Last updated: December 16, 2022
Larry Itliong (pronunciation: LEH-ree EET-lee-AW-ng) was a Filipino American labor organizer and civil rights activist who played a central role in the founding of the United Farm Workers (UFW) union. Itliong is best known for his role in the 1965-1966 strike and boycott against California grape growers and the subsequent founding of the UFW union. However, Itliong’s activism was a lifelong endeavor that began much earlier. For more than four decades, he organized and advocated on behalf of farm and cannery workers, immigrants, and Asian Americans.
Modesto “Larry” Dulay Itliong was born October 25, 1913, in the Pangasinan province of the Philippines, then a U.S. territory. He was one of six children of Artemio and Francesca Itliong. He had only a sixth-grade education when left his home in the San Nicolas municipality for the United States in 1929 at the age of fifteen. Itliong hoped to continue his education in the United States. However, he arrived during the dire economic conditions of the Great Depression and pervasive racial violence and rhetoric against Filipinos and other immigrants. These conditions prevented him from realizing his academic ambitions.
Although Filipinos were technically American nationals, they faced legal and social discrimination. Anti-miscegenation laws prevented Filipinos (who were overwhelmingly young men) from marrying white women. Police raided Filipino dancehalls and violent mobs targeted Filipino communities. The only work available to most Filipinos was low-paid agricultural, cannery, and domestic work. Itliong’s experience of racism and economic injustice gave rise to a lifetime of activism.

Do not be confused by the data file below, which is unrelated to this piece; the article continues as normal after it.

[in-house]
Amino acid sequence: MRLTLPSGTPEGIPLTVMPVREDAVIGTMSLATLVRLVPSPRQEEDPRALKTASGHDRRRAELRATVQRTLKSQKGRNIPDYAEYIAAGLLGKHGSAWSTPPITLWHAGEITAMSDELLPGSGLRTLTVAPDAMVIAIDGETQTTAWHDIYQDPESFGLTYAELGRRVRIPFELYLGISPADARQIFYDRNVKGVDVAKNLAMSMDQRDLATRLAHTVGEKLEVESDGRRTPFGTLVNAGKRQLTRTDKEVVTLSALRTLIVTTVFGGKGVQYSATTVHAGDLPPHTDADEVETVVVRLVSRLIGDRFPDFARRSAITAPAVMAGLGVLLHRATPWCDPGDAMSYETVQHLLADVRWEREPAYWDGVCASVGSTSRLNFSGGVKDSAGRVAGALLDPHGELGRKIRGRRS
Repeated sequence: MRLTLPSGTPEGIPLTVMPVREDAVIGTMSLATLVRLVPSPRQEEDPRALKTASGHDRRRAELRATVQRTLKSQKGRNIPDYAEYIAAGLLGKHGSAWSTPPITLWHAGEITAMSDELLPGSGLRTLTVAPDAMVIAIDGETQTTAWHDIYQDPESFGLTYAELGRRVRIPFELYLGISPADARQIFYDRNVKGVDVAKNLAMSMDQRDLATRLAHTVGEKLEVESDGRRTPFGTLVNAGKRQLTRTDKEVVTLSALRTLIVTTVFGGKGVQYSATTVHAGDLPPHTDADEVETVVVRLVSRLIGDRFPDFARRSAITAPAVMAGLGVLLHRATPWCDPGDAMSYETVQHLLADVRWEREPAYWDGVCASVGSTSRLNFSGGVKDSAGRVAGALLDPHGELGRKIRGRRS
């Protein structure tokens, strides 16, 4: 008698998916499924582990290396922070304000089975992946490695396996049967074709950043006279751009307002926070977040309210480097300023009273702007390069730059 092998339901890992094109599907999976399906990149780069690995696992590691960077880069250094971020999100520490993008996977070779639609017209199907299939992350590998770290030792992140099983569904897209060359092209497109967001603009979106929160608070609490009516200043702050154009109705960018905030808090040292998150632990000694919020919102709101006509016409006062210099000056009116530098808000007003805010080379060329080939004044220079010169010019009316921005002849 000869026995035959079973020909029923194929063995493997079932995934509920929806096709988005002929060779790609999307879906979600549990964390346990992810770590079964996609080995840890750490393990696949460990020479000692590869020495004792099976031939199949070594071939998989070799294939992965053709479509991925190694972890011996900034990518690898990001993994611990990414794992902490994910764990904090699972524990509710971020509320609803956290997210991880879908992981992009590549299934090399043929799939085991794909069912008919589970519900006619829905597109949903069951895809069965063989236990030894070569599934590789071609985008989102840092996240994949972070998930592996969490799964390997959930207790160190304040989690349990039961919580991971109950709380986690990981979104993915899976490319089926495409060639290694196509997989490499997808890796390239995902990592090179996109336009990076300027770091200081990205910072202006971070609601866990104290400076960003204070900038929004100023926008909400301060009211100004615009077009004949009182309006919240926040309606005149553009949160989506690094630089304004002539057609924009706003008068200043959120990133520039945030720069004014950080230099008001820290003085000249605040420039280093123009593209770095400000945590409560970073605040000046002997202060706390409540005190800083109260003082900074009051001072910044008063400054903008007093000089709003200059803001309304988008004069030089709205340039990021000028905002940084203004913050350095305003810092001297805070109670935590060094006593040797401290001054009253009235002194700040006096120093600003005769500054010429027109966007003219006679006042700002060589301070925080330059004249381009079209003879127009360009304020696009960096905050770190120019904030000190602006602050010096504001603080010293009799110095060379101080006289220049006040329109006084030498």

Itliong’s Early Organizing at the Alaska Canneries
Like many other Filipinos in America at the time, Itliong “followed the seasons.” He migrated up and down the West Coast to fill short-term labor needs, such as planting, tending, and harvesting different crops. Mostly young single men, Filipinos crowded into jalopies or hitched rides on boxcars to find the next job. Many Filipinos, including Itliong, made their way to Seattle each year. Here, they signed contracts to spend the summer working in Alaska’s salmon canneries, a critical site for Filipino labor organizing in the 1930s.
Itliong’s first experience with organizing came in 1930, shortly after he first arrived in the United States. He was among 1,500 farmworkers to walk out of the lettuce fields near Monroe, Washington, on strike. By 1933, he organized farmworkers in California’s Salinas Valley. This was one of many strikes that were part of a growing movement in Filipino farmworker organizing during the 1930s. Itliong also helped found the Alaska Cannery Workers Union, which later became Local 7 of the United Cannery, Agricultural and Packinghouse Workers of America (UCAPAWA). His efforts with the union fought for a contract that offered workers an eight-hour workday with overtime. Itliong emerged as a leader in the Filipino American community of “Manongs” – respected elder workers who were crucial in shaping the labor movement.
Itliong, Stockton, and the Farmworkers Movement
During World War II, Itliong served as a steward on a US Army transport ship. After the war, he settled in Stockton, California, where he started a family and resumed his activism. Throughout the 1940s and 1950s, Itliong continued to organize farmworkers as a member of UCAPAWA and later the International Longshore and Warehouse Union (ILWU). Itliong also became involved in Filipino community and civic organizations like the Legionarios del Trabajo (League of Workers) and the Filipino Voters League.
In 1948, Itliong, along with Philip Vera Cruz and other labor leaders, participated in the 1948 asparagus strike in Stockton. The asparagus strike was the first major U.S. agricultural strike after World War II. In 1956, Itliong continued his organizing work with the Filipino Farm Labor Union (FFLU) in Stockton. Itliong was asked to organize for the Agricultural Worker’s Organizing Committee (AWOC), a newly chartered union in the AFL-CIO in 1959. Though the union was largely Filipino, it included Mexican, Arab, Black, and white workers within its ranks.